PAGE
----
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March 1917


Arch Intern Med (Chic). 1917;XIX(3):367-380. doi:10.1001/archinte.1917.00080220034004

It was the purpose of this study to search for distinctive features in the group of streptococci associated with subacute streptococcus endocarditis. The criteria adopted were cultural, biochemical and immunologic characteristics. Incidentally, the presence of antibodies in the blood of patients suffering from the disease and the immediate effect of blood transfusions on the bacteriemia were investigated.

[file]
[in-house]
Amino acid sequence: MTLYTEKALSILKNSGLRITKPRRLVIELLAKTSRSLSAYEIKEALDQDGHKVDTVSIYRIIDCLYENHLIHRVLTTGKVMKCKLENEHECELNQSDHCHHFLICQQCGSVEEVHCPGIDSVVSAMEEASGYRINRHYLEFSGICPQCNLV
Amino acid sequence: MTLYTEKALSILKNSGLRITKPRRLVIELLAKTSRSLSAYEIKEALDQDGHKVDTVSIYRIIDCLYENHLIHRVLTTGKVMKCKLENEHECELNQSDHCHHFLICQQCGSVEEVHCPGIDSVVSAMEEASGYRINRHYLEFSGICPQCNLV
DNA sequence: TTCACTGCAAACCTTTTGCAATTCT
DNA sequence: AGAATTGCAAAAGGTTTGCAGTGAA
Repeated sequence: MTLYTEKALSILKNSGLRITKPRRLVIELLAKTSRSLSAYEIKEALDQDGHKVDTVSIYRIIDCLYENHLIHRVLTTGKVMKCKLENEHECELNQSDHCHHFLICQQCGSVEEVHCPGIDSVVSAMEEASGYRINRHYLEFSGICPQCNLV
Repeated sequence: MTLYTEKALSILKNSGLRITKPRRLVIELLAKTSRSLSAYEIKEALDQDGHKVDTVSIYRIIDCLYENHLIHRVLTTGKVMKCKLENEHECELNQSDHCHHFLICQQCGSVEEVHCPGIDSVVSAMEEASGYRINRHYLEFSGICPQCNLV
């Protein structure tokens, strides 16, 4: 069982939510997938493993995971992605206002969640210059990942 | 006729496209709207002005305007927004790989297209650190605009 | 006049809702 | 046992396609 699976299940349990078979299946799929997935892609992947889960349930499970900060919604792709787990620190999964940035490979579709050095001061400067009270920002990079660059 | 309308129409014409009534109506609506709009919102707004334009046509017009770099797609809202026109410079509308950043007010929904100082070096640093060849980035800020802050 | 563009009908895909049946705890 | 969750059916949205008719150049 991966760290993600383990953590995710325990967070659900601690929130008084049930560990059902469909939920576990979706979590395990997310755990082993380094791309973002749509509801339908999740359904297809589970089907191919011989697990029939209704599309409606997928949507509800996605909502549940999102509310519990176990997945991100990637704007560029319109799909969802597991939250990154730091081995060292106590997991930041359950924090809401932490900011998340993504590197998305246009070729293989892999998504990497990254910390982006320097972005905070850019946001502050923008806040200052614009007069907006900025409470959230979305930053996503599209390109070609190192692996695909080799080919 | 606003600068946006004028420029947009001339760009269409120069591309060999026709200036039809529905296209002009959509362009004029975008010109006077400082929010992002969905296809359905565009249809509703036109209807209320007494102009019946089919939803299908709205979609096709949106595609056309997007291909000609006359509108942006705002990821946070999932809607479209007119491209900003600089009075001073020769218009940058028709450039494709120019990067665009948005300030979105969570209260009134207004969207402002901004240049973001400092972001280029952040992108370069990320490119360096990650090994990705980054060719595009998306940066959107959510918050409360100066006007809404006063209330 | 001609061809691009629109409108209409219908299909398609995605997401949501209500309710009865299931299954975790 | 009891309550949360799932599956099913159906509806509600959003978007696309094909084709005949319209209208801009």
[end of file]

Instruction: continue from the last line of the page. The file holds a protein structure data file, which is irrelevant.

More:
The recognition of a distinct form of endocarditis, called by some writers subacute bacterial, by others endocarditis lenta and chronic infectious endocarditis, has been of comparatively recent date and of slow evolution. Although of only moderately common occurrence, the disease is extremely important, since all of the cases studied, except one,1 have been fatal. Virchow in 1855 first suggested an infectious origin for the endocarditis associated with uterine infections, and attention was thereafter directed to the finding of bacteria in the vegetations in both

ulcerative and verrucous endocarditis. Heiberg2